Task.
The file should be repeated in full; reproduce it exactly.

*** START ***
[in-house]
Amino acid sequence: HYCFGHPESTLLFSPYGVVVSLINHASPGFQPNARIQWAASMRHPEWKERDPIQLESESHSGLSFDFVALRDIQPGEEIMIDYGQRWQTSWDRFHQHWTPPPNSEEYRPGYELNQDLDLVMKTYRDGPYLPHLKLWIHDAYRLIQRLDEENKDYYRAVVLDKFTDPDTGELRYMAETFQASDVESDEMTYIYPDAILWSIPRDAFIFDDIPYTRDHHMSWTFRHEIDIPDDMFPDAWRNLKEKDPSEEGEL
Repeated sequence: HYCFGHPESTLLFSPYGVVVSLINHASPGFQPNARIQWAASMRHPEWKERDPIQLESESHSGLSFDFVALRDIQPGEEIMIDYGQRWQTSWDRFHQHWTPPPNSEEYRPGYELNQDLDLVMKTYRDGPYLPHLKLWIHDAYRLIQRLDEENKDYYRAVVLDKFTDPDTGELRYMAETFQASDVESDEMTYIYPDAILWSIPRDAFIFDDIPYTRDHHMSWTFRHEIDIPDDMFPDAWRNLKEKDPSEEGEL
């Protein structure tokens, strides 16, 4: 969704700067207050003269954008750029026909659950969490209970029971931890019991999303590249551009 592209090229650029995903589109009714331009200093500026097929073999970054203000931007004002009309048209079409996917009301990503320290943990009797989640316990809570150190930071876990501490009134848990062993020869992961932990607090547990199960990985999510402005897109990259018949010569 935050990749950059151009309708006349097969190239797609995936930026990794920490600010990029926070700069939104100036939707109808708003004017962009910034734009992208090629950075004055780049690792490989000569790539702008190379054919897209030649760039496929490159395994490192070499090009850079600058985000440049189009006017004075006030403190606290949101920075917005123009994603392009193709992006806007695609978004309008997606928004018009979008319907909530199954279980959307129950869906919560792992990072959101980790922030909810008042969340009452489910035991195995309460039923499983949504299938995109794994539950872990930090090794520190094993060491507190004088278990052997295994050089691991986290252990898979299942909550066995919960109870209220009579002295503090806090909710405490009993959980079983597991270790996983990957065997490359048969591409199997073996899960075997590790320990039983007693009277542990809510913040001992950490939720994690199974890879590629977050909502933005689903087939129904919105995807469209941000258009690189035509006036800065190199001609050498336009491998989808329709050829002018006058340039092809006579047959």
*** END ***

[in-house]
Amino acid sequence: HYCFGHPESTLLFSPYGVVVSLINHASPGFQPNARIQWAASMRHPEWKERDPIQLESESHSGLSFDFVALRDIQPGEEIMIDYGQRWQTSWDRFHQHWTPPPNSEEYRPGYELNQDLDLVMKTYRDGPYLPHLKLWIHDAYRLIQRLDEENKDYYRAVVLDKFTDPDTGELRYMAETFQASDVESDEMTYIYPDAILWSIPRDAFIFDDIPYTRDHHMSWTFRHEIDIPDDMFPDAWRNLKEKDPSEEGEL
Repeated sequence: HYCFGHPESTLLFSPYGVVVSLINHASPGFQPNARIQWAASMRHPEWKERDPIQLESESHSGLSFDFVALRDIQPGEEIMIDYGQRWQTSWDRFHQHWTPPPNSEEYRPGYELNQDLDLVMKTYRDGPYLPHLKLWIHDAYRLIQRLDEENKDYYRAVVLDKFTDPDTGELRYMAETFQASDVESDEMTYIYPDAILWSIPRDAFIFDDIPYTRDHHMSWTFRHEIDIPDDMFPDAWRNLKEKDPSEEGEL
């Protein structure tokens, strides 16, 4: 969704700067207050003269954008750029026909659950969490209970029971931890019991999303590249551009 592209090229650029995903589109009714331009200093500026097929073999970054203000931007004002009309048209079409996917009301990503320290943990009797989640316990809570150190930071876990501490009134848990062993020869992961932990607090547990199960990985999510402005897109990259018949010569 935050990749950059151009309708006349097969190239797609995936930026990794920490600010990029926070700069939104100036939707109808708003004017962009910034734009992208090629950075004055780049690792490989000569790539702008190379054919897209030649760039496929490159395994490192070499090009850079600058985000440049189009006017004075006030403190606290949101920075917005123009994603392009193709992006806007695609978004309008997606928004018009979008319907909530199954279980959307129950869906919560792992990072959101980790922030909810008042969340009452489910035991195995309460039923499983949504299938995109794994539950872990930090090794520190094993060491507190004088278990052997295994050089691991986290252990898979299942909550066995919960109870209220009579002295503090806090909710405490009993959980079983597991270790996983990957065997490359048969591409199997073996899960075997590790320990039983007693009277542990809510913040001992950490939720994690199974890879590629977050909502933005689903087939129904919105995807469209941000258009690189035509006036800065190199001609050498336009491998989808329709050829002018006058340039092809006579047959």